University of Minnesota
School of Physics & Astronomy

MN Institute for Astrophysics Colloquium

Friday, March 9th 2018
Speaker: David Sand, U. Arizona
Subject: Unveiling the Physics and Progenitors of Cosmic Explosions with a One Day Cadence Supernova Search

Supernovae (SNe) are a linchpin for understanding the chemical evolution and star formation history of the Universe. Despite progress, some of the most basic questions about SNe persist, and we seek to answer the question: What are the explosion mechanisms and progenitor star systems of SNe? In the early hours to days after explosion, SNe provide clues to how they explode, and what their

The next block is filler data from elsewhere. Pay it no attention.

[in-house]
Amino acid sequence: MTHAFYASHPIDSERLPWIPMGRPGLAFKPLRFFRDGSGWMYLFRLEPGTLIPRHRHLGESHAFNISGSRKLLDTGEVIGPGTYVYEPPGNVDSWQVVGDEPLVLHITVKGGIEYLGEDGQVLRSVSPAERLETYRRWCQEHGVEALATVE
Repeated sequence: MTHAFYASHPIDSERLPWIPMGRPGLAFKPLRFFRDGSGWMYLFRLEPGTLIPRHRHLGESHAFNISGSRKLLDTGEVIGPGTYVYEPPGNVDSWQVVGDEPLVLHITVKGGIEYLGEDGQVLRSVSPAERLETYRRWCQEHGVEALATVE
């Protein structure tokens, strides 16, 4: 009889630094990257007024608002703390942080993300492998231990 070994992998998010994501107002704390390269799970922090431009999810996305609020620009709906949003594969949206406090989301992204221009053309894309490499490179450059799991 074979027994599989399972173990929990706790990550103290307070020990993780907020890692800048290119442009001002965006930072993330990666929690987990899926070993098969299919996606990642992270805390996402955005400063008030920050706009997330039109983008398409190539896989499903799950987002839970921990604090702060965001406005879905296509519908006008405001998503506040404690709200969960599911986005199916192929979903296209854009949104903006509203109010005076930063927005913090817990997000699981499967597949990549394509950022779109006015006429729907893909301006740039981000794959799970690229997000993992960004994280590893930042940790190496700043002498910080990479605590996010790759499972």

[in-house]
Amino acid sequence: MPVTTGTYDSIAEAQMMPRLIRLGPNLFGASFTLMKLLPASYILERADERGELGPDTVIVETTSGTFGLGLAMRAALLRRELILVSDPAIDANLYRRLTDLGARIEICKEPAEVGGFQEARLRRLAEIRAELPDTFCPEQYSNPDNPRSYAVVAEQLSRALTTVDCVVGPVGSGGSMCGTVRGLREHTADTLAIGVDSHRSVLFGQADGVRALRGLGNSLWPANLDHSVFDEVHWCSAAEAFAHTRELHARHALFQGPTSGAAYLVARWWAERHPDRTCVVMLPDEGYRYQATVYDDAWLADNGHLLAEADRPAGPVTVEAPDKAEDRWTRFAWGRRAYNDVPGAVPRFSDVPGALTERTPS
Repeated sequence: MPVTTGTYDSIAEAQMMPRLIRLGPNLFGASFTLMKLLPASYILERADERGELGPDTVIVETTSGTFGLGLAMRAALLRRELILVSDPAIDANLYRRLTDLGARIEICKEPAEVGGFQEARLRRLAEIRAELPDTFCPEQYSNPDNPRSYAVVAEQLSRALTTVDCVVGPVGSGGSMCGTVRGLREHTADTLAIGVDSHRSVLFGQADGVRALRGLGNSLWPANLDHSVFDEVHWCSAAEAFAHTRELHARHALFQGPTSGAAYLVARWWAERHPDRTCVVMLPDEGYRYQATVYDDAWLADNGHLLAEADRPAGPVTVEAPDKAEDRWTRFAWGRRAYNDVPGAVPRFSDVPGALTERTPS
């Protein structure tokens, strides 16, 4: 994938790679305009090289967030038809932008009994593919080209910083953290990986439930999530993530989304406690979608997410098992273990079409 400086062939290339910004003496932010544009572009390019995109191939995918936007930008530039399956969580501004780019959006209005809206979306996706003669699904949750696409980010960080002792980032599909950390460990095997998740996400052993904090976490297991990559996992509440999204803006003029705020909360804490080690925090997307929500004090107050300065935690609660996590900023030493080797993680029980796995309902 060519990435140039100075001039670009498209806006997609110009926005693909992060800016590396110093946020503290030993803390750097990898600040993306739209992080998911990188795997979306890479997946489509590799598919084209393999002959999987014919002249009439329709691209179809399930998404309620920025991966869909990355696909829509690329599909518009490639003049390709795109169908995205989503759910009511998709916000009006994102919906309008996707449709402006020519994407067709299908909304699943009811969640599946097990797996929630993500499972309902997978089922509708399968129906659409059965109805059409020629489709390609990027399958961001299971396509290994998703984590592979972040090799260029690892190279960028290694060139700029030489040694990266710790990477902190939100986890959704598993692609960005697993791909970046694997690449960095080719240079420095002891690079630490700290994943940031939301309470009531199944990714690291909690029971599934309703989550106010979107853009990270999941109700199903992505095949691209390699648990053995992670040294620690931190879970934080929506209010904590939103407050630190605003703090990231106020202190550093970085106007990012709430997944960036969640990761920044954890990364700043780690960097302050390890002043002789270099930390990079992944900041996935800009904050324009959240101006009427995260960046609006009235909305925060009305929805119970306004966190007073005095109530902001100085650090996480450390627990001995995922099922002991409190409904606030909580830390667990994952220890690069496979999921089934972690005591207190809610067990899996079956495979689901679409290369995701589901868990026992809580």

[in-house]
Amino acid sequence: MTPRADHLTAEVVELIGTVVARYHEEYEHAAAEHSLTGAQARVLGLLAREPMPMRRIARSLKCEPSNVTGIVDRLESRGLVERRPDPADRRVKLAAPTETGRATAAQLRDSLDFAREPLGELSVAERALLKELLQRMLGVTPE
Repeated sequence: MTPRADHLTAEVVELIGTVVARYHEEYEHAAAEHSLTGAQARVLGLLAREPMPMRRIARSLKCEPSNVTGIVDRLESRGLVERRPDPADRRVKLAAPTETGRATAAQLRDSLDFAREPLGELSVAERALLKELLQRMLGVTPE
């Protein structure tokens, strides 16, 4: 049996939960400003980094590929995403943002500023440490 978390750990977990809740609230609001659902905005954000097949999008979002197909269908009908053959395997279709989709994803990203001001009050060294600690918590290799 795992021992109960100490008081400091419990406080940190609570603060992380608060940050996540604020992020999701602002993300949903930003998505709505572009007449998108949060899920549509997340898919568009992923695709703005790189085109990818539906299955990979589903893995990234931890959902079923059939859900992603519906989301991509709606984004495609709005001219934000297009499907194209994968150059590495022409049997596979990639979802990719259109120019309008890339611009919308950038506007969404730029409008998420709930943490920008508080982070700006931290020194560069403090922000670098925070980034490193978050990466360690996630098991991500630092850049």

progenitor star systems were. Observing these ephemeral signatures requires a fast search cadence and immediate spectroscopic response, a dual feat which has been difficult to achieve. Motivated by the need to discover, and study, SNe within the first day of explosion, we have begun a one-day cadence SN search of nearby galaxies (D<40 Mpc; also known as the DLT40 Survey) with a PROMPT 0.4-m telescope directly tied to the robotic FLOYDS spectrographs, a pair of instruments that I helped to develop. Here I will highlight our team's initial discoveries, with an eye towards what will be achievable with future time domain
surveys -- perhaps including nearly automated follow-up of LSST transients and Advanced LIGO gravitational wave events with the suite of Steward Observatory's small telescopes.

Faculty Host: M. Claudia Scarlata

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